The open source community has made great progress in advancing security. Concerted action by the great programmers of the world has persuaded reluctant virus writers and botnet creators to cooperate in pressuring Nigeria to abandon its 419 scam ambitions. The single greatest threat facing open source -- the prospect of viruses and e-mail lists in the hands of criminals -- has been vastly diminished.
The number of programming jobs has been significantly increased. They are now better equipped and trained. Long overdue reforms to the way we manage networks, including the adoption of BitTorrent as the central protocol, have created sufficient bandwidth to pay for an expanded YouTube. A substantial increase in salaries and improvements in their health care has aided recruitment and retention of programmers. The strain on QA staffs has been relieved.
The Internet has experienced several years of robust economic growth, and content owners again have confidence in their economic future. A reduction in prices for songs and video, and the elimination of digital rights management, enabled consumers to buy much more, and while the major studios have been eliminated, the Internet has spurred innovation and creativity, and encouraged singers and movie makers to keep their operations and jobs in the United States.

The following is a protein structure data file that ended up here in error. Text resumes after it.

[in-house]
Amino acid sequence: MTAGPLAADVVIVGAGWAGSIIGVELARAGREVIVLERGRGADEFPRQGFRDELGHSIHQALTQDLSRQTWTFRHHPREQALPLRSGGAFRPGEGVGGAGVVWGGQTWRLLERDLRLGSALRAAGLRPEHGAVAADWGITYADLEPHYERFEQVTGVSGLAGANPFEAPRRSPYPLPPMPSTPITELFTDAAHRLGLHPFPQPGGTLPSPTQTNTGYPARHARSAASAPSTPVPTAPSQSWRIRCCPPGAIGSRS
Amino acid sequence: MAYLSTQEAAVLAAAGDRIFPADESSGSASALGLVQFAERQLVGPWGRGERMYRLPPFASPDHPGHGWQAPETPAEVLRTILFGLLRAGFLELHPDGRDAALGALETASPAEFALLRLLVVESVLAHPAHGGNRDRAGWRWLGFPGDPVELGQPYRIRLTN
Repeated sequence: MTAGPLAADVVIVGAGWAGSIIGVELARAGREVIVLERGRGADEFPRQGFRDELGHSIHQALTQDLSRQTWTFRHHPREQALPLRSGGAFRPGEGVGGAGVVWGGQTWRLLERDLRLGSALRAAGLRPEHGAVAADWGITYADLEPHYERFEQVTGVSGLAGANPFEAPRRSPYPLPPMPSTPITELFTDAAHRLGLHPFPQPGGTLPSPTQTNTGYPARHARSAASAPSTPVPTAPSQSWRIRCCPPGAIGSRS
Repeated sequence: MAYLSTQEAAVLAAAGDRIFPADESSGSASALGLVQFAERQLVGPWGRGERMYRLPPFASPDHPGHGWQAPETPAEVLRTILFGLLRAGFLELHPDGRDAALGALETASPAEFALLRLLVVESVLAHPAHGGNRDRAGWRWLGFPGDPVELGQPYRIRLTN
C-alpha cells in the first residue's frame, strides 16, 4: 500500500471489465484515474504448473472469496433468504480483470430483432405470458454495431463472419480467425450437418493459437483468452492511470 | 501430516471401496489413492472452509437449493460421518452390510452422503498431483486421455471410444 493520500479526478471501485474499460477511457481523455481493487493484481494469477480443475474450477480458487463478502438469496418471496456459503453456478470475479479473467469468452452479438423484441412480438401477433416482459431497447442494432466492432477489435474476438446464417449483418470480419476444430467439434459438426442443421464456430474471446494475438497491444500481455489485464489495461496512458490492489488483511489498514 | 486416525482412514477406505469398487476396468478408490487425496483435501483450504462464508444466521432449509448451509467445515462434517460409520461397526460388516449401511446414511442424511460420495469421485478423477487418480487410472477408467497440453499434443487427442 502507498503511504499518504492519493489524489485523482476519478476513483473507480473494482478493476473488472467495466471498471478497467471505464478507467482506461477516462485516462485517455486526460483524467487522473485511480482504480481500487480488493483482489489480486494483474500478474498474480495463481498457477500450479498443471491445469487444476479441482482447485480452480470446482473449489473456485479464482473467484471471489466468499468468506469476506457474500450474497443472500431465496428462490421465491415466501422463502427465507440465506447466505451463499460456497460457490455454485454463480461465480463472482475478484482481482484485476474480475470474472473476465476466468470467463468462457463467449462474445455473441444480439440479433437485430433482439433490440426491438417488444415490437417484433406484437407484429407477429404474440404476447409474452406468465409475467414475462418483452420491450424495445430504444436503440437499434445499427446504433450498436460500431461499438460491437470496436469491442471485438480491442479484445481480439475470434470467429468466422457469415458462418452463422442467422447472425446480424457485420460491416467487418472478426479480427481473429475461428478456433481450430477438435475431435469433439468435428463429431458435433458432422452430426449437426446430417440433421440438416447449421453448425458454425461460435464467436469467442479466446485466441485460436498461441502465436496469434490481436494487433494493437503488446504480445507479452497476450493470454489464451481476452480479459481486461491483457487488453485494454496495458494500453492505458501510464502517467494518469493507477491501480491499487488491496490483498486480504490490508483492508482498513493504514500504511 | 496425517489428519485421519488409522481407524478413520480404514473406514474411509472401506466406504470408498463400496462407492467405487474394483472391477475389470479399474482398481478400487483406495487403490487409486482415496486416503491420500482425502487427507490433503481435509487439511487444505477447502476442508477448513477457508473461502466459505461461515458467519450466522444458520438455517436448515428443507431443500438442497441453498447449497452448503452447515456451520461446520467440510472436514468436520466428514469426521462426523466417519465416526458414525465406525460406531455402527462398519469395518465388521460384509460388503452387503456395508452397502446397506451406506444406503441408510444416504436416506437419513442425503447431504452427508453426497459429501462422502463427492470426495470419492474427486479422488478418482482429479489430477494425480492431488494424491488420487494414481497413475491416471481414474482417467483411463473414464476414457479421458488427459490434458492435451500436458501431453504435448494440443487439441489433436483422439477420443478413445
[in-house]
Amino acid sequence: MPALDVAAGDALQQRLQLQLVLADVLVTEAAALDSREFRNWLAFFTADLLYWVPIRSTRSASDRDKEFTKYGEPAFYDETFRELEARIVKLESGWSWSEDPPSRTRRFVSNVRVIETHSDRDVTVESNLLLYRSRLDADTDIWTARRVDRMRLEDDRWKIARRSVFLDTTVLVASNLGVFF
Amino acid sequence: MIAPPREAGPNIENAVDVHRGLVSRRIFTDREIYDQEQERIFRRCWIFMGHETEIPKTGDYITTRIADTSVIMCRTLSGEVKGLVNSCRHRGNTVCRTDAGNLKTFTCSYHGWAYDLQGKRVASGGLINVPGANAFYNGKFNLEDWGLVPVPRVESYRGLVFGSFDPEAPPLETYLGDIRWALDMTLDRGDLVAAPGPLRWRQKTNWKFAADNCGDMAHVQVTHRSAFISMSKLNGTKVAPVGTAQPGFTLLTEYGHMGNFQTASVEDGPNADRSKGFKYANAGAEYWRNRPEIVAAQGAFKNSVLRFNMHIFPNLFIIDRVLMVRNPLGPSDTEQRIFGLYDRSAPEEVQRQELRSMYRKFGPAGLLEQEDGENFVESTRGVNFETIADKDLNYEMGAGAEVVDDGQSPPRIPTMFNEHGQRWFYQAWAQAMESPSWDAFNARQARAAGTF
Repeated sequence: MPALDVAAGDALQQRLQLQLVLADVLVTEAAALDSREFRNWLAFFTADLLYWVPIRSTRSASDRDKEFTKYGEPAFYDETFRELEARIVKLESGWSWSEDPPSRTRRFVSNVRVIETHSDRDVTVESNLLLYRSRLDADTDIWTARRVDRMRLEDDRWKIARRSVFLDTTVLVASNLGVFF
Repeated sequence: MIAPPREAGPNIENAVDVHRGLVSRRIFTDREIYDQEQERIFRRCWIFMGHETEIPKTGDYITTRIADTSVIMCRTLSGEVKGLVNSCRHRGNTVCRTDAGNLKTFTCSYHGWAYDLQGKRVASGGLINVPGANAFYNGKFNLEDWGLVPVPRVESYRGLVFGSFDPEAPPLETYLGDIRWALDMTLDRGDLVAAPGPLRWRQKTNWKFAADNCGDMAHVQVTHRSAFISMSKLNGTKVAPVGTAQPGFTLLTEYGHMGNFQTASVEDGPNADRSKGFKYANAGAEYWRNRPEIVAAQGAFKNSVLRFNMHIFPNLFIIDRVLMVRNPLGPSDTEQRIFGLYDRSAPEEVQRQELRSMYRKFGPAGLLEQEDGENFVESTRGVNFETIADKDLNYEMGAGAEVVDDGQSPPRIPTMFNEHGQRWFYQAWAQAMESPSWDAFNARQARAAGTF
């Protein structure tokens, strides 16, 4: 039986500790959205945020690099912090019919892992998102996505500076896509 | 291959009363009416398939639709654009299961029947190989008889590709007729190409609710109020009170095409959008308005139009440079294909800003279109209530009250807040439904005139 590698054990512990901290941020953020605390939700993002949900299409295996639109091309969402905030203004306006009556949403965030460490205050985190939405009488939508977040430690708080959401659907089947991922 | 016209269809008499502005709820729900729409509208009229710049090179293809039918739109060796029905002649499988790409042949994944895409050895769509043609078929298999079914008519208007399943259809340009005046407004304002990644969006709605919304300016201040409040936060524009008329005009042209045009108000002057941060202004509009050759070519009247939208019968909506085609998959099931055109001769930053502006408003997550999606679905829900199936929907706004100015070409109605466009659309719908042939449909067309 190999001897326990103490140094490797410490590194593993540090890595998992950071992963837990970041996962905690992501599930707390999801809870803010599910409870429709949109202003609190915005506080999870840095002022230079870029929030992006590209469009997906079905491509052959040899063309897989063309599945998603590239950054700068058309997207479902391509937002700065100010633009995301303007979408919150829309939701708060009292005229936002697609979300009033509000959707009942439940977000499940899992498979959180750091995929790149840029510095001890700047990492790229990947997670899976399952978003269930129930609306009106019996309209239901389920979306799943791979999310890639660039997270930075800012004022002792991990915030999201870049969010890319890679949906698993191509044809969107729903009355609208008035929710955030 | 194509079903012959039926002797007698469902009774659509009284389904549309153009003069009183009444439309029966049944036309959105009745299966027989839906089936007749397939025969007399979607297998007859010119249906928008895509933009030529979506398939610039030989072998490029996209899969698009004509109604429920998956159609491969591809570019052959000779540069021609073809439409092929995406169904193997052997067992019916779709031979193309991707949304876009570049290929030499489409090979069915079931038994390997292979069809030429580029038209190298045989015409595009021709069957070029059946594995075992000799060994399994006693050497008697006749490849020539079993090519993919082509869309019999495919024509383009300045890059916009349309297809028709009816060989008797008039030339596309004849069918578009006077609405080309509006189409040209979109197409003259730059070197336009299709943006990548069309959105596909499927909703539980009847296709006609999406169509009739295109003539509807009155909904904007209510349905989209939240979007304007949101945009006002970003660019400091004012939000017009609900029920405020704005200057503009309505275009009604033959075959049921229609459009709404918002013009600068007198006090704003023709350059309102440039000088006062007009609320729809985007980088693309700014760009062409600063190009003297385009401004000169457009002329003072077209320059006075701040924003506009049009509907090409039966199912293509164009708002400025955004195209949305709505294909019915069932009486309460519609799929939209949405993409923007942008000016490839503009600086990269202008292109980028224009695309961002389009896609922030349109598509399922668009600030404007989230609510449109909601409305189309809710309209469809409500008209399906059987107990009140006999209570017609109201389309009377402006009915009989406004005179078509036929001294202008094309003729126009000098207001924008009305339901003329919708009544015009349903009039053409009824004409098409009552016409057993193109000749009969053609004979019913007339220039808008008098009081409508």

The Disney Copyright Act of 1998 has been phased out, , with relief provided first to children who love Goofy. Doubling the size of DisneyWorld has put more disposable income into the hands of costumed characters, further stimulating growth.
Americans now have a choice of continuing to click on EULAs or use a new, simpler, fairer and shorter GPL license, with two versions and a generous amnesty. Millions of users are expected to use the new GPL and save billions in the cost of license compliance.
New copyright agreements have been ratified and led to substantial increases in both exports and imports. The resulting growth in prosperity in countries from South America to Asia to Africa has greatly strengthened the open source market and the global progress of its ideals. Rules on the free movement of intellectual property have been eliminated and unneeded Hollywood subsidies are being phased out. The world entertainment shortage has ended, everyone who wants one has a pony, and the quality of life not only in our country, but in some of the most impoverished countries around the world is much improved.